Looking for a place to take a walk, perhaps view some nature, and get away from the beaten path, Nancy and I chose Bear Creek Nature Center, an El Paso County-owned park on the outskirts of Colorado Springs. It is a very nice park and includes an exceptional visitor's center with a lot of very interesting nature exhibits geared for kids, but enjoyable by adults.
Ute Pass is generally regarded as an area along US Highway 24 from Old Colorado City through Manitou Springs, Cascade, Green Mountain Falls, and Woodland Park. This pass through the mountains was originally blazed by the Ute Indians, then used by the Spanish explorers and white settlers. The region is now a popular resort area.
Colorado Springs is not simple in its architecture even when it is government building. For example, I found El Paso County Terry R. Harris Judicial Complex building quite not ordinary, with large windows at the entrance. It looks more as a theatre to me.
Located across S. Tejon Street from Pioneers Museum.
Built in 1982. The theatre is small, and as I remember doesn’t have anything spectacular in its hall and concert hall. Despite this fact theatre hosted a lot of performances including international ones.
Address: 190 S. Cascade Avenue
Right behind the sculpture of the Range Riders on Pikes Peak Ave. in the shades there is a small monument (simple thin stone) which says, “The first stake of the Fountain Colony was driven here July 31, 1971.” This is the place from which Colorado Springs begins.
The Mining Exchange Building, where the Cripple Creek millionaires used to trade, is one of a few buildings that left from old Colorado Springs.
This five-story, 1902 building was constructed by Winfield Scott Stratton. The first structure in the city to rise above four stories, the Mining Exchange was also the first fully fireproof office building. The original walls at the ground floor were gray granite, but were covered with the existing Italian marble panels in a 1963 remodeling project. The architect was T. E. Linn and the builders were Roberts and Bishoff.
Now different offices are located in the building, however, you can come in and look at the pictures of Colorado Springs early 1900s on the first floor, try elevator (very funny old looking thing that makes me tremble in disbelief it will bring me to the right floor but not down-down-down). If you go upstairs, you may even find old doors with old signs, like one on the picture, also to see fine work of banisters.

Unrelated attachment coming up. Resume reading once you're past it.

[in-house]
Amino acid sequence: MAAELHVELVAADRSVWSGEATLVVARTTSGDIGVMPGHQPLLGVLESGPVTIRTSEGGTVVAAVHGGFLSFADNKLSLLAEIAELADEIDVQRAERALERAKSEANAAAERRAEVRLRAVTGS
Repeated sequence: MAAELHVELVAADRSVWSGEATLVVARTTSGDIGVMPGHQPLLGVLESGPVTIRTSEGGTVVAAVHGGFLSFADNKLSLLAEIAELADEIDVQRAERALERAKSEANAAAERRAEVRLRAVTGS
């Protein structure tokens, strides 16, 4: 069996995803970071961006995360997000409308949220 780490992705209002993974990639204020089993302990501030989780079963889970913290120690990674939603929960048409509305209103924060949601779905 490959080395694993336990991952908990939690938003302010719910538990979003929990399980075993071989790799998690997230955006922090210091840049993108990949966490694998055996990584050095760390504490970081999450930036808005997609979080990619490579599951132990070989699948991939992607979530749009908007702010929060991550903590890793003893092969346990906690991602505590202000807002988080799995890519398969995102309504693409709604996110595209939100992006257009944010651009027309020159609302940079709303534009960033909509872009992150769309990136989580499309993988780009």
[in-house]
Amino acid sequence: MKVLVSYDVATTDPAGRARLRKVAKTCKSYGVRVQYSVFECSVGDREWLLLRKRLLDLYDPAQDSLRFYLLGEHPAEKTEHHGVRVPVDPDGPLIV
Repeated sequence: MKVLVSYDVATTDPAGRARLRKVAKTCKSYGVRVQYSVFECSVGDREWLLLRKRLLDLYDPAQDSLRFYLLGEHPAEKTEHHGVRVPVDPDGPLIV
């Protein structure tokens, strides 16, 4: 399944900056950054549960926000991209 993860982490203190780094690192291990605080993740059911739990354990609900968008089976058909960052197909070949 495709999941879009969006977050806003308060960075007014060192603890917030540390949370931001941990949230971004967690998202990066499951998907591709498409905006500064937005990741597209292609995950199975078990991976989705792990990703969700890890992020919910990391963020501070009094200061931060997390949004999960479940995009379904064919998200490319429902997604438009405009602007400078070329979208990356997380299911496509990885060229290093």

Architectural Style: Late 19th and 20th Century Revivals/Italian Renaissance
Address: 8 S. Nevada Ave./127-29 E. Pikes Peak Ave.
This imposing, formal building served as the center of municipal government from its construction in 1904 until 1980. A major rehabilitation project in 2000-01 restored the building as City Hall, which once again contains the City Council chambers, as well as offices for the Mayor, City Council and the City Manager. Part of the civic complex that includes the City Auditorium and the 1998 Robert M. Isaac Municipal Court to the east.
The $140,000 building reflected the prestige and affluence generated by the
Cripple Creek mining district. This is the earliest of the Classical Revival public
buildings downtown, and reflects the influence of the City Beautiful Movement.
The name of the building, carved into the frieze in 1921, may have been added to
identify and distinguish this building from the City Auditorium located south
across Kiowa Street.
Architect Barber and MacLaren.
Address: 107 North Nevada Avenue
Historic Downtown Colorado Springs Walking Tour
This building represents the efforts of the Young Women’s Christian Association, which was initiated locally in 1899. A fundraising campaign began in 1909 and by 1912, this building emerged to provide classrooms, a gymnasium, and dining area, private rooms and space for religious, social and cultural activities. Used as a hospital by the Red Cross during the influenza epidemic of 1918-19, the building also served as the USO center during World War II.
Architect was Nicholas van den Arend. Continuing in its cultural mission until 1971, the building was threatened with demolition until the William A. Simpsons, a local family involved in banking, purchased and rehabilitated it for commercial use.
Architect Nicholas van den Arend.
Address: 130 East Kiowa Street.
Historic Downtown Colorado Springs Walking Tour